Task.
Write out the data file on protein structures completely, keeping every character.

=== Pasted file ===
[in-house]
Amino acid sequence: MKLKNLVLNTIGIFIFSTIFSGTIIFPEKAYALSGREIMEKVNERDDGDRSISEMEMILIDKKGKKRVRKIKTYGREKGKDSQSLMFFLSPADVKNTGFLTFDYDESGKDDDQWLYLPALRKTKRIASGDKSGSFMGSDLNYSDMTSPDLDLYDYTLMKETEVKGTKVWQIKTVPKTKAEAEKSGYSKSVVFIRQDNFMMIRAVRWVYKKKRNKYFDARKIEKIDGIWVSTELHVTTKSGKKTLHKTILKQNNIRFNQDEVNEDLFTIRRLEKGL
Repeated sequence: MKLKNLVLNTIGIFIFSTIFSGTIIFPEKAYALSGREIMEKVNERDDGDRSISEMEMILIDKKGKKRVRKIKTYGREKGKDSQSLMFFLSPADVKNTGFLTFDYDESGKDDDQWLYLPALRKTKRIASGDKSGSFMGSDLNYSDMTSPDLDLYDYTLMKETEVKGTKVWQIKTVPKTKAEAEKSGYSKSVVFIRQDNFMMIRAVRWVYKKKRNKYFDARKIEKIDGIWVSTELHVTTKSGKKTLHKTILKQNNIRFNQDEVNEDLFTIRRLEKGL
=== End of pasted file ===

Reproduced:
[in-house]
Amino acid sequence: MKLKNLVLNTIGIFIFSTIFSGTIIFPEKAYALSGREIMEKVNERDDGDRSISEMEMILIDKKGKKRVRKIKTYGREKGKDSQSLMFFLSPADVKNTGFLTFDYDESGKDDDQWLYLPALRKTKRIASGDKSGSFMGSDLNYSDMTSPDLDLYDYTLMKETEVKGTKVWQIKTVPKTKAEAEKSGYSKSVVFIRQDNFMMIRAVRWVYKKKRNKYFDARKIEKIDGIWVSTELHVTTKSGKKTLHKTILKQNNIRFNQDEVNEDLFTIRRLEKGL
Repeated sequence: MKLKNLVLNTIGIFIFSTIFSGTIIFPEKAYALSGREIMEKVNERDDGDRSISEMEMILIDKKGKKRVRKIKTYGREKGKDSQSLMFFLSPADVKNTGFLTFDYDESGKDDDQWLYLPALRKTKRIASGDKSGSFMGSDLNYSDMTSPDLDLYDYTLMKETEVKGTKVWQIKTVPKTKAEAEKSGYSKSVVFIRQDNFMMIRAVRWVYKKKRNKYFDARKIEKIDGIWVSTELHVTTKSGKKTLHKTILKQNNIRFNQDEVNEDLFTIRRLEKGL